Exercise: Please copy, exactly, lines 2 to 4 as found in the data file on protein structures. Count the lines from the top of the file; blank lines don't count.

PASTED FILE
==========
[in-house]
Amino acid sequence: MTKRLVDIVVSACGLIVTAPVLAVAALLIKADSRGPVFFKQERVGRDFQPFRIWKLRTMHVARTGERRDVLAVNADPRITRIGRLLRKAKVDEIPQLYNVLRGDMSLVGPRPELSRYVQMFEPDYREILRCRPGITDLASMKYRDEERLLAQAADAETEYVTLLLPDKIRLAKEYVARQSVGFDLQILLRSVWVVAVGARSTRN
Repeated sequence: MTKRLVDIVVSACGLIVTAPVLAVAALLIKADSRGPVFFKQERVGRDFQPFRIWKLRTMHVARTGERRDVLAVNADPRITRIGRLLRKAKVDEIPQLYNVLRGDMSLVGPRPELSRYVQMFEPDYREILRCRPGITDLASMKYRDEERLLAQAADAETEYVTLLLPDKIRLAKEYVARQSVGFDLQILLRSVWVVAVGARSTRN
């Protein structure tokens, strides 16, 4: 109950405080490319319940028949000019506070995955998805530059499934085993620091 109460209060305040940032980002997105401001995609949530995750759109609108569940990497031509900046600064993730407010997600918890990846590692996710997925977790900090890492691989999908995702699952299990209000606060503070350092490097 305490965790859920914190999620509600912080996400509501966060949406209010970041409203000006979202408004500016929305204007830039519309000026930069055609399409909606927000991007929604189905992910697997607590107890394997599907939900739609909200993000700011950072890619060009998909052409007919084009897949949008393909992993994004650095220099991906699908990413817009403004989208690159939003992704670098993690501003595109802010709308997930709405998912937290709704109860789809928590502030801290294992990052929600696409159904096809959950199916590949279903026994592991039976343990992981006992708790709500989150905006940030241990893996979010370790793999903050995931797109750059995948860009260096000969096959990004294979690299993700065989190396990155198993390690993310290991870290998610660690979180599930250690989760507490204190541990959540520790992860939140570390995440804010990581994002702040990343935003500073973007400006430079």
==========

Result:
Amino acid sequence: MTKRLVDIVVSACGLIVTAPVLAVAALLIKADSRGPVFFKQERVGRDFQPFRIWKLRTMHVARTGERRDVLAVNADPRITRIGRLLRKAKVDEIPQLYNVLRGDMSLVGPRPELSRYVQMFEPDYREILRCRPGITDLASMKYRDEERLLAQAADAETEYVTLLLPDKIRLAKEYVARQSVGFDLQILLRSVWVVAVGARSTRN
Repeated sequence: MTKRLVDIVVSACGLIVTAPVLAVAALLIKADSRGPVFFKQERVGRDFQPFRIWKLRTMHVARTGERRDVLAVNADPRITRIGRLLRKAKVDEIPQLYNVLRGDMSLVGPRPELSRYVQMFEPDYREILRCRPGITDLASMKYRDEERLLAQAADAETEYVTLLLPDKIRLAKEYVARQSVGFDLQILLRSVWVVAVGARSTRN
């Protein structure tokens, strides 16, 4: 109950405080490319319940028949000019506070995955998805530059499934085993620091 109460209060305040940032980002997105401001995609949530995750759109609108569940990497031509900046600064993730407010997600918890990846590692996710997925977790900090890492691989999908995702699952299990209000606060503070350092490097 305490965790859920914190999620509600912080996400509501966060949406209010970041409203000006979202408004500016929305204007830039519309000026930069055609399409909606927000991007929604189905992910697997607590107890394997599907939900739609909200993000700011950072890619060009998909052409007919084009897949949008393909992993994004650095220099991906699908990413817009403004989208690159939003992704670098993690501003595109802010709308997930709405998912937290709704109860789809928590502030801290294992990052929600696409159904096809959950199916590949279903026994592991039976343990992981006992708790709500989150905006940030241990893996979010370790793999903050995931797109750059995948860009260096000969096959990004294979690299993700065989190396990155198993390690993310290991870290998610660690979180599930250690989760507490204190541990959540520790992860939140570390995440804010990581994002702040990343935003500073973007400006430079």